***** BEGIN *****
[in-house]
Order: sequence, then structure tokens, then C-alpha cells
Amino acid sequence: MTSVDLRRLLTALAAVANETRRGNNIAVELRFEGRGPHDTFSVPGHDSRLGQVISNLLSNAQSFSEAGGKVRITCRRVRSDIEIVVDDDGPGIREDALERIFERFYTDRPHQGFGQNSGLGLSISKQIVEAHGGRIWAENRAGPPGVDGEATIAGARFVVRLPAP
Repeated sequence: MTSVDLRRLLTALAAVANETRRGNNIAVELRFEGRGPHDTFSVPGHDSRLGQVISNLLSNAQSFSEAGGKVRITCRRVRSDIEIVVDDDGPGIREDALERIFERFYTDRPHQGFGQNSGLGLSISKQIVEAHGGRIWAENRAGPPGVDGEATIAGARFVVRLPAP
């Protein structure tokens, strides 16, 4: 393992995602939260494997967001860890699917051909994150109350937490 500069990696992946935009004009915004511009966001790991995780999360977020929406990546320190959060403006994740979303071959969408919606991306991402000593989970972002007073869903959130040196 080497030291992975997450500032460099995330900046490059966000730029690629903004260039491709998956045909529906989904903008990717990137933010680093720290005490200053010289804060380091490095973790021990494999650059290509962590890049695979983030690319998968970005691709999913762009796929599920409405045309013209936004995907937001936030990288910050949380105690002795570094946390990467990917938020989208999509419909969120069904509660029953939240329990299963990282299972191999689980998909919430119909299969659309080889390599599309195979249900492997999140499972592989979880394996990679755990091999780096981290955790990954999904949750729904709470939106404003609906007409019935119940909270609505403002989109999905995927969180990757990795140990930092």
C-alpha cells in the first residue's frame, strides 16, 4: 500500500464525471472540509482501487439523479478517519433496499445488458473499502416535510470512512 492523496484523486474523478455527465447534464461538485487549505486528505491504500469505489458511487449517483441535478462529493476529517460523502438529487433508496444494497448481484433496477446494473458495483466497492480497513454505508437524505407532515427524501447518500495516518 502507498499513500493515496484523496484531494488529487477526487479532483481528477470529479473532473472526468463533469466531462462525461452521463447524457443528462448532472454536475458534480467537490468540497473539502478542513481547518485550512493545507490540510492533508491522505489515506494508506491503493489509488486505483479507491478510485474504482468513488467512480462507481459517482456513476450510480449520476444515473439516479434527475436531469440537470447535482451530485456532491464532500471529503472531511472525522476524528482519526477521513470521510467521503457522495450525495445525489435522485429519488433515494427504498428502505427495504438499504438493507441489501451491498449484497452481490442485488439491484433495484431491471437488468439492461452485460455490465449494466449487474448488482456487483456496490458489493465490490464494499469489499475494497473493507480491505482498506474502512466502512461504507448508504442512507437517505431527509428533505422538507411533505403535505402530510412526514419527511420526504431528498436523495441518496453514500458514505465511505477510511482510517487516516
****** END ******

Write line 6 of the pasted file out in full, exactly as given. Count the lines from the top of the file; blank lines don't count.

C-alpha cells in the first residue's frame, strides 16, 4: 500500500464525471472540509482501487439523479478517519433496499445488458473499502416535510470512512 492523496484523486474523478455527465447534464461538485487549505486528505491504500469505489458511487449517483441535478462529493476529517460523502438529487433508496444494497448481484433496477446494473458495483466497492480497513454505508437524505407532515427524501447518500495516518 502507498499513500493515496484523496484531494488529487477526487479532483481528477470529479473532473472526468463533469466531462462525461452521463447524457443528462448532472454536475458534480467537490468540497473539502478542513481547518485550512493545507490540510492533508491522505489515506494508506491503493489509488486505483479507491478510485474504482468513488467512480462507481459517482456513476450510480449520476444515473439516479434527475436531469440537470447535482451530485456532491464532500471529503472531511472525522476524528482519526477521513470521510467521503457522495450525495445525489435522485429519488433515494427504498428502505427495504438499504438493507441489501451491498449484497452481490442485488439491484433495484431491471437488468439492461452485460455490465449494466449487474448488482456487483456496490458489493465490490464494499469489499475494497473493507480491505482498506474502512466502512461504507448508504442512507437517505431527509428533505422538507411533505403535505402530510412526514419527511420526504431528498436523495441518496453514500458514505465511505477510511482510517487516516